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Food safety is a must for sustainable development


Food safety is a must for sustainable development

Ajay Kakra Last Updated: April 21, 2015 | 10:58 IST






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Leader, Food and Agriculture, PwC India Ajay Kakra
Food safety is a theme having high priority and relevance among governments, civil society, the private sector and intergovernmental agencies across the globe. Changing consumer preferences, changes in production and distribution methods, evolving trade and travel, shifts in climatic and environmental factors, and growing anti-microbial resistance are some of the factors that increase the probability of occurrence of food hazards and food safety incidents. Unsafe food is a major public health issue and restoring food trust with the consumer is now becoming an important area of concern among governments, regulators and enforcement agencies, and large multinational companies.
























In India, increasing agricultural exports have long been an integral part of the government's sector-development strategy. However, there have been serious challenges faced by exporters in order to streamline exports with the ever-changing food quality and safety norms of major importing countries. There have been incidences in which Indian export products have not complied with international food quality and safety norms leading to restrictions in market access to the importing countries.

There have been concerns over pesticide residues in horticultural produce (EU's ban on India's mango exports in 2014, Saudi Arabia's ban on India's chillies' export in 2014, the Indian Grape Export Crisis in 2003), aflatoxin contamination and the use of prohibited food colorants in spices' export (Indian dry chili exports faced rejection in Germany, Italy, Spain and the UK due to the presence of aflatoxin in 2004-05, EU banned fish and fish exports from India in 1997 due to salmonella detection).
Sudden changes in the import norms, stringent food safety and quality norms followed by major importing countries have increased challenges for food exporters in gaining access to these markets. Even for large multinational companies disruption in food supply is a major concern for loss of brand value among its consumers.

Apart from dealing with the challenges in getting access to the international market, the food industry has to deal with various intrinsic issues impacting food quality and safety across the supply chain. The existing extension system does not focus on food quality and safety domain as a result of which there is limited awareness among farmers towards these areas. Further, limited training avenues and support infrastructure, coupled with high cost of certification, creates a disincentive for adoption of standard practices by small holders and marginal farmers. This poses serious challenges to product quality standardisation for food companies engaged in cross border procurement and trade.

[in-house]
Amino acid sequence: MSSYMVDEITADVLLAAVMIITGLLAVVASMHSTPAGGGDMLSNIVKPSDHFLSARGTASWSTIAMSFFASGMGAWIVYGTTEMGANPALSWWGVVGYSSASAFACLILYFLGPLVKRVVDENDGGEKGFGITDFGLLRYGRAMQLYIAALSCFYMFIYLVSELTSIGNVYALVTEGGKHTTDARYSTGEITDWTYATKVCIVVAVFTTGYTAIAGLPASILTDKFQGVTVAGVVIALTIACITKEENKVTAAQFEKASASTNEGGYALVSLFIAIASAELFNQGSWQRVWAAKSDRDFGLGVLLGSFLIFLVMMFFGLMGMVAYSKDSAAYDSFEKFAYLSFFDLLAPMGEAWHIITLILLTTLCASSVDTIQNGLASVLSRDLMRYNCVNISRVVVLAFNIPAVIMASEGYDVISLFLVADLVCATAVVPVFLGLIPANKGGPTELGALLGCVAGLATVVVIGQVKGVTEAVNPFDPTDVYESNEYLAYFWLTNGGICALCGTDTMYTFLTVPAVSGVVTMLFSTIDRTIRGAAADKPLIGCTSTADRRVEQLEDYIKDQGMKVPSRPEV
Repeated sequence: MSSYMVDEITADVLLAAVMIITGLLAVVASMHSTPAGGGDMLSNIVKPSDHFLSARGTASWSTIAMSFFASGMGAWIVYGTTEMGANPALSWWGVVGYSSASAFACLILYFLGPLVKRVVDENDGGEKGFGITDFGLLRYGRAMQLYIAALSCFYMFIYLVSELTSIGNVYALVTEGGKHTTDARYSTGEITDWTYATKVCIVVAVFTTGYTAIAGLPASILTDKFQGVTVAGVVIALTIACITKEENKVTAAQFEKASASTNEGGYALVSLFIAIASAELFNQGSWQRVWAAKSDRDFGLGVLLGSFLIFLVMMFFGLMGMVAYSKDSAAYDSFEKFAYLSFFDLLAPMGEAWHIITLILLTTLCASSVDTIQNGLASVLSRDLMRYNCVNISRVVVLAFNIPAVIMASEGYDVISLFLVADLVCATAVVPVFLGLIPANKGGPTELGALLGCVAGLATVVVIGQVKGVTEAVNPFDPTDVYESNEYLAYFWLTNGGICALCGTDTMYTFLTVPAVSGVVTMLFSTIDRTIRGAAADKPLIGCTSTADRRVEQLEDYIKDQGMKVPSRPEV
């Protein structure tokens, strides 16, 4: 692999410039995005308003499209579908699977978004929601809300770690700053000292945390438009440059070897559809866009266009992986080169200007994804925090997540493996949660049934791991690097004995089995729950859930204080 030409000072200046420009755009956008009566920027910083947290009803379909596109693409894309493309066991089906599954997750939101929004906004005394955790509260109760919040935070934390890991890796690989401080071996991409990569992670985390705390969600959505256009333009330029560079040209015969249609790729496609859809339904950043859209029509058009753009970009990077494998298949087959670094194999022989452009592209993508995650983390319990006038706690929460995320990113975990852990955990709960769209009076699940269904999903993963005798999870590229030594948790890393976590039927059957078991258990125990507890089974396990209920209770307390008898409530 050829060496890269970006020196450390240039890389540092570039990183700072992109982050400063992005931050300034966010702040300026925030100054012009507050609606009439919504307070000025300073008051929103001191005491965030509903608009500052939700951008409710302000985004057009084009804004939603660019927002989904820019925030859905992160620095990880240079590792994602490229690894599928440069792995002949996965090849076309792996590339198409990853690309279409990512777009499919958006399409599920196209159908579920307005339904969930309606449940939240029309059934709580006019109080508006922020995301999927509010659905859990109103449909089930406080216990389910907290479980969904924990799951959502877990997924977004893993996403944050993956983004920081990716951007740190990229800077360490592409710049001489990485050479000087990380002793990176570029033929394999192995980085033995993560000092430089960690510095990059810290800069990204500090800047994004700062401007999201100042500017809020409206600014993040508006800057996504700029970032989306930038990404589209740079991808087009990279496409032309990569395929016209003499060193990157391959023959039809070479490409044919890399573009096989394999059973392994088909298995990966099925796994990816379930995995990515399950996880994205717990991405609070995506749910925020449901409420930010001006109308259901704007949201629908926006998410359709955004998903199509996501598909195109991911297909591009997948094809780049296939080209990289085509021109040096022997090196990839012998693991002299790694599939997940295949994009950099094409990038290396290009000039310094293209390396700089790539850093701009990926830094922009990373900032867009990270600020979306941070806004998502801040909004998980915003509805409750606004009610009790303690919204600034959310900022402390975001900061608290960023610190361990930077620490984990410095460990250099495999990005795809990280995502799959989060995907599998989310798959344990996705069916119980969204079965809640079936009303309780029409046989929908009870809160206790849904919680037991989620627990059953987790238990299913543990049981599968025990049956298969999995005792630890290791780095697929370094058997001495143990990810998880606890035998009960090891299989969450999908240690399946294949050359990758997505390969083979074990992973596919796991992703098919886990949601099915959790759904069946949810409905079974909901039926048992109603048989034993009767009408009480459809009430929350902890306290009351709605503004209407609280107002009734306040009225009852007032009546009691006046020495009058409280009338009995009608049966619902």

Further, quality and safety management systems, product certification and standardisation regarding food safety and quality are still in their infancy and need immediate attention. The government should provide an integrated legal framework and platform to facilitate implementation of food quality and safety management systems. To further harness the potential of the agriculture and food industry, robust policy strategies on food quality and safety are absolutely imperative, with emphasis given on a holistic farm-to-fork approach, as an effective means of reducing probable food hazards. In addition, focused approach towards improving areas such as tax incentives, skill development and education programmes, stakeholder awareness campaigns, international cooperation and related policies can improve the level of food safety and quality in India and gain the much-needed Food Trust among consumers.

Concerted efforts are required both by the government and the private sector at policy and implementation levels, respectively. There is a need to go beyond compliance to improve standards and secure greater market access of our food products in the developed markets. Enabling transparent integration of knowledge, technology and information across the food supply chain, coupled with effective risk monitoring, could lead to improved traceability and increased supply chain resilience, ensuring food safety and security at the national level.




PwC considers food safety an important precursor to ensuring food security. Food safety is a vital constituent to achieve sustainable development - it must be systematically assimilated into all policies and interventions to improve nutrition and food security. It is also quintessential for the food value chain stakeholders to assess and mitigate food safety risks throughout the supply chain to maintain trade competitiveness and to ensure sustainability in the long run.

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